Leading Expectations

Positive expectations are definitely helpful—as long as they're in balance.

Seems like everyone has their slant on expectations. This ranges from "Always aim high" to "Better not to have them." Or "expect the best, prepare for the worst." Then there's essayist Anne Lamott's: "Expectations are premeditated disappointments."

What's clear is: a) expectations are crucial to performance and b) they can cut several ways. Expectations pave a crossroads. They're mindsets that stem from past experiences that are projected into the future. If a person has a history of failing, the default is to expect him to again fall short. Organizationally, one expectational path can lead to "what's-the-use?" dissatisfaction, the other to significantly higher performance.

Expectations pretty much always exist. They're the opposite of pure mindfulness, where only the "Now" is noted and past experiences and biases don't overshadow. It's hard, bordering on impossible, to not have some kind of expectations (then, I've not met anyone I consider an "enlightened," ever-mindful being.) I've heard some contend, "I have no expectations anything will change," by which they really mean they have a negative, give-up expectation of stasis, that the status quo will continue, that standing problems won't be solved or that negative momentum will continue downhill.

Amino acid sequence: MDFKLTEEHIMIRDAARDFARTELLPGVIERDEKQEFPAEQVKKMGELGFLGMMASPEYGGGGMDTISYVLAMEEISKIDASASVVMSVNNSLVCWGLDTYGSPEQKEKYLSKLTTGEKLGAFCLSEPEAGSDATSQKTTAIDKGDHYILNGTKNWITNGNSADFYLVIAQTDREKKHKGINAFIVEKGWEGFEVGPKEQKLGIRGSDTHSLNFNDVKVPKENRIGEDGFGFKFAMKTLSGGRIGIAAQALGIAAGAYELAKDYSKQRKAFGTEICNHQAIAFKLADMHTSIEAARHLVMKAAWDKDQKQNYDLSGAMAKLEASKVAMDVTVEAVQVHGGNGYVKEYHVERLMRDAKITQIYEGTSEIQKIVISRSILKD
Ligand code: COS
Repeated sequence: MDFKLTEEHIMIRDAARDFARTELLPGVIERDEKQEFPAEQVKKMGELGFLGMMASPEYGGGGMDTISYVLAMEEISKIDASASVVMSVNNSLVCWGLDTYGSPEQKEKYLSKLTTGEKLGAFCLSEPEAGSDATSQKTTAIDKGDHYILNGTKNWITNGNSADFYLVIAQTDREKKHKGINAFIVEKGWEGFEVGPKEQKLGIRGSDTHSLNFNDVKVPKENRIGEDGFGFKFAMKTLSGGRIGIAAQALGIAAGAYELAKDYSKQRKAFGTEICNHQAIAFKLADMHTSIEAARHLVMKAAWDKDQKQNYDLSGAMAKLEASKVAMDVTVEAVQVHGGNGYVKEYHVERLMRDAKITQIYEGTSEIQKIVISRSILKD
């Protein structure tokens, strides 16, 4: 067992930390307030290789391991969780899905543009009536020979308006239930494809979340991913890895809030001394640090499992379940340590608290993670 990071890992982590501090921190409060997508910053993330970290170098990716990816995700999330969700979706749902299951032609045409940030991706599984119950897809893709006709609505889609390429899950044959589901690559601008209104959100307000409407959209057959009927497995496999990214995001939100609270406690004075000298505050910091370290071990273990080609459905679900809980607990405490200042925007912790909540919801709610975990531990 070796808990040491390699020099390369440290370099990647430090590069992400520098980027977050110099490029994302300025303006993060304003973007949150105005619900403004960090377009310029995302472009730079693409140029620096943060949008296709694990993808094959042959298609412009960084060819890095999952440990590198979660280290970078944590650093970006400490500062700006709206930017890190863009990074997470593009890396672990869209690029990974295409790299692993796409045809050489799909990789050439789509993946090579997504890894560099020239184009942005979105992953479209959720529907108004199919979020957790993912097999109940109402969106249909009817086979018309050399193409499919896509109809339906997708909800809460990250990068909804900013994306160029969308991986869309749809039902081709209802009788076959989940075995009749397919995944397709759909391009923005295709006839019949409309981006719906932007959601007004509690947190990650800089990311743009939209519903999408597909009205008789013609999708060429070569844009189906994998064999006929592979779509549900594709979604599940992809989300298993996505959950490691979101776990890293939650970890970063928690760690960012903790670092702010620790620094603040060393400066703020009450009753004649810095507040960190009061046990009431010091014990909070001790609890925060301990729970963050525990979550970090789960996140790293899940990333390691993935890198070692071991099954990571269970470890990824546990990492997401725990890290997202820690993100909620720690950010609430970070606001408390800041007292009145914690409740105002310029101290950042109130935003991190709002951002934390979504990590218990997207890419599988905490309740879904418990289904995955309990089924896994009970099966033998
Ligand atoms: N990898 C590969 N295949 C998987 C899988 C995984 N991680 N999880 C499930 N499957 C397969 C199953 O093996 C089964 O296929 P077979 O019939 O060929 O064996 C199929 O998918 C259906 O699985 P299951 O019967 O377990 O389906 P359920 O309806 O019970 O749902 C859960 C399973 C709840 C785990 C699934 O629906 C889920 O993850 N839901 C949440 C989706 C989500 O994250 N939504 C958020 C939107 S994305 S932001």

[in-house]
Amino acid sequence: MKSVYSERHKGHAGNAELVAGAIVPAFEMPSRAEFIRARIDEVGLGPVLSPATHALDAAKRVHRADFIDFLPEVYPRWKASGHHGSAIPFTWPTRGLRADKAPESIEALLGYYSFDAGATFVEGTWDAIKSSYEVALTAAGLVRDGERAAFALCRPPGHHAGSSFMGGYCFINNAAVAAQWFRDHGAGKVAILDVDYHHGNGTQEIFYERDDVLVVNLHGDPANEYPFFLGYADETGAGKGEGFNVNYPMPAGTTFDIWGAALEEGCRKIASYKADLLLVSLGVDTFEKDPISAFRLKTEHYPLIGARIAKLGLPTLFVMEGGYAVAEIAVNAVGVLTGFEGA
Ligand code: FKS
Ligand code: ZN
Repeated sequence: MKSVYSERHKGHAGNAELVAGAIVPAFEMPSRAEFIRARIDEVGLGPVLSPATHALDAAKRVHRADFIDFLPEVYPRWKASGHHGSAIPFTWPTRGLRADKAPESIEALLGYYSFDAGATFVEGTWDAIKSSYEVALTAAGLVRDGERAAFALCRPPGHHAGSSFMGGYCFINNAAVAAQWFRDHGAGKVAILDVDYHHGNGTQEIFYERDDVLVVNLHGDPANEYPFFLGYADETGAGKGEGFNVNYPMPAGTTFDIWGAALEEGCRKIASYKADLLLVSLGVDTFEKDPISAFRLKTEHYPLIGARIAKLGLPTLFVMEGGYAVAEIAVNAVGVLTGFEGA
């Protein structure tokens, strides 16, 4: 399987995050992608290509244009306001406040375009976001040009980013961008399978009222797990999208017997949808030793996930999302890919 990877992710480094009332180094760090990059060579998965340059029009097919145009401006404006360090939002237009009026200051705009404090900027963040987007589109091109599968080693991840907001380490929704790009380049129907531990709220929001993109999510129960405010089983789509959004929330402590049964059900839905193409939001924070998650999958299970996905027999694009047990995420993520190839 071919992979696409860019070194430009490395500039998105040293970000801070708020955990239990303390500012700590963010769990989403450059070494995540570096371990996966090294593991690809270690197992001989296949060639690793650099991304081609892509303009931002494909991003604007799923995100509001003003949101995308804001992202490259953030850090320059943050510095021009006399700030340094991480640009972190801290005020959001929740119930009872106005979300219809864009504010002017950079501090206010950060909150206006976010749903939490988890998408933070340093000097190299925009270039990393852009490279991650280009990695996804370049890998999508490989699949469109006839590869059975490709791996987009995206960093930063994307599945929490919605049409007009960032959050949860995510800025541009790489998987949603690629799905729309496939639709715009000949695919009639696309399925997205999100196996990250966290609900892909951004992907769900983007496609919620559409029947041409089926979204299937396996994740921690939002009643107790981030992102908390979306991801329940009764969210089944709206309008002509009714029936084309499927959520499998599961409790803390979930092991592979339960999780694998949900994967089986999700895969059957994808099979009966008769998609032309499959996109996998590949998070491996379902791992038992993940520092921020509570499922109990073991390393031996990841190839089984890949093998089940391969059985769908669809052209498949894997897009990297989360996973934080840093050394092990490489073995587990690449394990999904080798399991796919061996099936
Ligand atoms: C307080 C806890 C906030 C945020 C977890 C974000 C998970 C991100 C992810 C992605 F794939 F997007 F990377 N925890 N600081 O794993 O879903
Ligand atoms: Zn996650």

Highly accomplished leaders understand the potential power and pitfalls of expectations and do their best to steer toward improvement and away from dissatisfaction. Many would-be agents of improvement don't grasp how leading expectations is as much an art as a science. Insightful leaders know that expectations can be positive or negative—and each has advantages and pitfalls.

People tend to be satisfied when their expectations are exceeded and disgruntled when getting less than they expected. So, some say, why not just set very low expectations? Because of the downsides of harboring negative expectations. Such a low mindset creates perpetual uphill battles. People caught in this often opt out before any change process even begins. ("It's just our management re-examining their navels again.") Some adopt a negative outlook to protect themselves from being continuously let down. They disengage way before giving changes a chance.

However, when leaders can overcome negative expectations, this can wake up, energize, and motivate buy-in and further upgrades. This is a main reason we request active resisters be included when we train workers as Safety Catalysts within client companies. Time and again, turning around naysayers dramatically elevates others' receptivity and excitement around Safety.

A positive expectation mindset can convince yourself and others you’re confident. This can be infectious. Such "Positive Thinking" makes it more likely you'll look for and take advantage of opportunities that arise, even with negative occurrences. What happens if your orders are down yet there are still expectations of continuous Safety improvement? Do you cut training and staff and Safety efforts or, like Honda, tap this slower time as an opportunity to ramp up Safety training that was tougher to schedule when things were go-go?